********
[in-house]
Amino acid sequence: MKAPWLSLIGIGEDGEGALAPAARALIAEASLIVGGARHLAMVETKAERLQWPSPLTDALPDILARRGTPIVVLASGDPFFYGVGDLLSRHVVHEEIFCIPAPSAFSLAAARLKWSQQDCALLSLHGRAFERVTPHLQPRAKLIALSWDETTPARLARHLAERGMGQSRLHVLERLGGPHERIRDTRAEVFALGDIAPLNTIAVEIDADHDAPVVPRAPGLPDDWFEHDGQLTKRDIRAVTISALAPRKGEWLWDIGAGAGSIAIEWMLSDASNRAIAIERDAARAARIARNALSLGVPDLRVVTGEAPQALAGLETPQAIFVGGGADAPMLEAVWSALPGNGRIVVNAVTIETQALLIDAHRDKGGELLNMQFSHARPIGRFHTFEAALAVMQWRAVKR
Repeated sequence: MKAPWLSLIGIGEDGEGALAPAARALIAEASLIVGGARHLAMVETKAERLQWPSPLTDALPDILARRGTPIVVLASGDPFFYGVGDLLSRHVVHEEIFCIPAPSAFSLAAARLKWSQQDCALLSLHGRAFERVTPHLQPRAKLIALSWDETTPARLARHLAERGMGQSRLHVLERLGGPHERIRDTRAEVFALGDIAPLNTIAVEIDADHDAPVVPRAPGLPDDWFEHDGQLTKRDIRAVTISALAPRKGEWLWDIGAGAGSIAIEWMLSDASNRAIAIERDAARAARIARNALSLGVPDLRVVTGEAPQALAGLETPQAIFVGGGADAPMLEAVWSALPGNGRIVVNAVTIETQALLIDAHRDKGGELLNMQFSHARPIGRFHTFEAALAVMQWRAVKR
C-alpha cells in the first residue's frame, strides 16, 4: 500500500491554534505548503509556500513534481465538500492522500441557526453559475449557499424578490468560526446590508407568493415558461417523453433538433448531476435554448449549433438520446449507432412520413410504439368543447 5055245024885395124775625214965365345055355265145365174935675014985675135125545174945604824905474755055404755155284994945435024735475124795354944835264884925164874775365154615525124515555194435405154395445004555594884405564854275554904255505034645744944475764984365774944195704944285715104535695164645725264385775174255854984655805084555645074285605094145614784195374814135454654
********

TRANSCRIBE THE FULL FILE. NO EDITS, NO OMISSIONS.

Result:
[in-house]
Amino acid sequence: MKAPWLSLIGIGEDGEGALAPAARALIAEASLIVGGARHLAMVETKAERLQWPSPLTDALPDILARRGTPIVVLASGDPFFYGVGDLLSRHVVHEEIFCIPAPSAFSLAAARLKWSQQDCALLSLHGRAFERVTPHLQPRAKLIALSWDETTPARLARHLAERGMGQSRLHVLERLGGPHERIRDTRAEVFALGDIAPLNTIAVEIDADHDAPVVPRAPGLPDDWFEHDGQLTKRDIRAVTISALAPRKGEWLWDIGAGAGSIAIEWMLSDASNRAIAIERDAARAARIARNALSLGVPDLRVVTGEAPQALAGLETPQAIFVGGGADAPMLEAVWSALPGNGRIVVNAVTIETQALLIDAHRDKGGELLNMQFSHARPIGRFHTFEAALAVMQWRAVKR
Repeated sequence: MKAPWLSLIGIGEDGEGALAPAARALIAEASLIVGGARHLAMVETKAERLQWPSPLTDALPDILARRGTPIVVLASGDPFFYGVGDLLSRHVVHEEIFCIPAPSAFSLAAARLKWSQQDCALLSLHGRAFERVTPHLQPRAKLIALSWDETTPARLARHLAERGMGQSRLHVLERLGGPHERIRDTRAEVFALGDIAPLNTIAVEIDADHDAPVVPRAPGLPDDWFEHDGQLTKRDIRAVTISALAPRKGEWLWDIGAGAGSIAIEWMLSDASNRAIAIERDAARAARIARNALSLGVPDLRVVTGEAPQALAGLETPQAIFVGGGADAPMLEAVWSALPGNGRIVVNAVTIETQALLIDAHRDKGGELLNMQFSHARPIGRFHTFEAALAVMQWRAVKR
C-alpha cells in the first residue's frame, strides 16, 4: 500500500491554534505548503509556500513534481465538500492522500441557526453559475449557499424578490468560526446590508407568493415558461417523453433538433448531476435554448449549433438520446449507432412520413410504439368543447 5055245024885395124775625214965365345055355265145365174935675014985675135125545174945604824905474755055404755155284994945435024735475124795354944835264884925164874775365154615525124515555194435405154395445004555594884405564854275554904255505034645744944475764984365774944195704944285715104535695164645725264385775174255854984655805084555645074285605094145614784195374814135454654